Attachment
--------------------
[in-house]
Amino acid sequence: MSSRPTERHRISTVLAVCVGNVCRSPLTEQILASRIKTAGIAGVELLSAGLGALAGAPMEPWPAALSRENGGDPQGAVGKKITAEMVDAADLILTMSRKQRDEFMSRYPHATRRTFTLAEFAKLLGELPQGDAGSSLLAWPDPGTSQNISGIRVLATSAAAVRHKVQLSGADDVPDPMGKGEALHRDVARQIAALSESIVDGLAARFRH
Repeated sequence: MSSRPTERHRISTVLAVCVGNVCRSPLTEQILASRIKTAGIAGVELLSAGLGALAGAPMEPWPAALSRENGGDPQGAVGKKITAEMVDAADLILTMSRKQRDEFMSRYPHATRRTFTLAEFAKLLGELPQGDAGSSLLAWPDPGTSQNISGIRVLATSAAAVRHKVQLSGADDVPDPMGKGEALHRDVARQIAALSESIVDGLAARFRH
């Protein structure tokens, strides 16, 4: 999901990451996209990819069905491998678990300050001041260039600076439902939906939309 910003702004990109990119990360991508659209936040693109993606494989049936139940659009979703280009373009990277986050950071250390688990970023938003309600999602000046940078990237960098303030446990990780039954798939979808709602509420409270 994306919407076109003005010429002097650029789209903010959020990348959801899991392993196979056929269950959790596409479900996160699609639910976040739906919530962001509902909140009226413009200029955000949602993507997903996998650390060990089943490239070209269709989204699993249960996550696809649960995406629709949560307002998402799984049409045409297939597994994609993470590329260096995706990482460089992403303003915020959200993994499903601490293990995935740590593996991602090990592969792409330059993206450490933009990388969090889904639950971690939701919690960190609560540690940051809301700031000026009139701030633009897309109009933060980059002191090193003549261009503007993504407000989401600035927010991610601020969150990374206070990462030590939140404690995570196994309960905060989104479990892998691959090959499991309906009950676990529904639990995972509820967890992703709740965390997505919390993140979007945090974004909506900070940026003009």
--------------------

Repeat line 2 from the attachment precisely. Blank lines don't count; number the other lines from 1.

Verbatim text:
Amino acid sequence: MSSRPTERHRISTVLAVCVGNVCRSPLTEQILASRIKTAGIAGVELLSAGLGALAGAPMEPWPAALSRENGGDPQGAVGKKITAEMVDAADLILTMSRKQRDEFMSRYPHATRRTFTLAEFAKLLGELPQGDAGSSLLAWPDPGTSQNISGIRVLATSAAAVRHKVQLSGADDVPDPMGKGEALHRDVARQIAALSESIVDGLAARFRH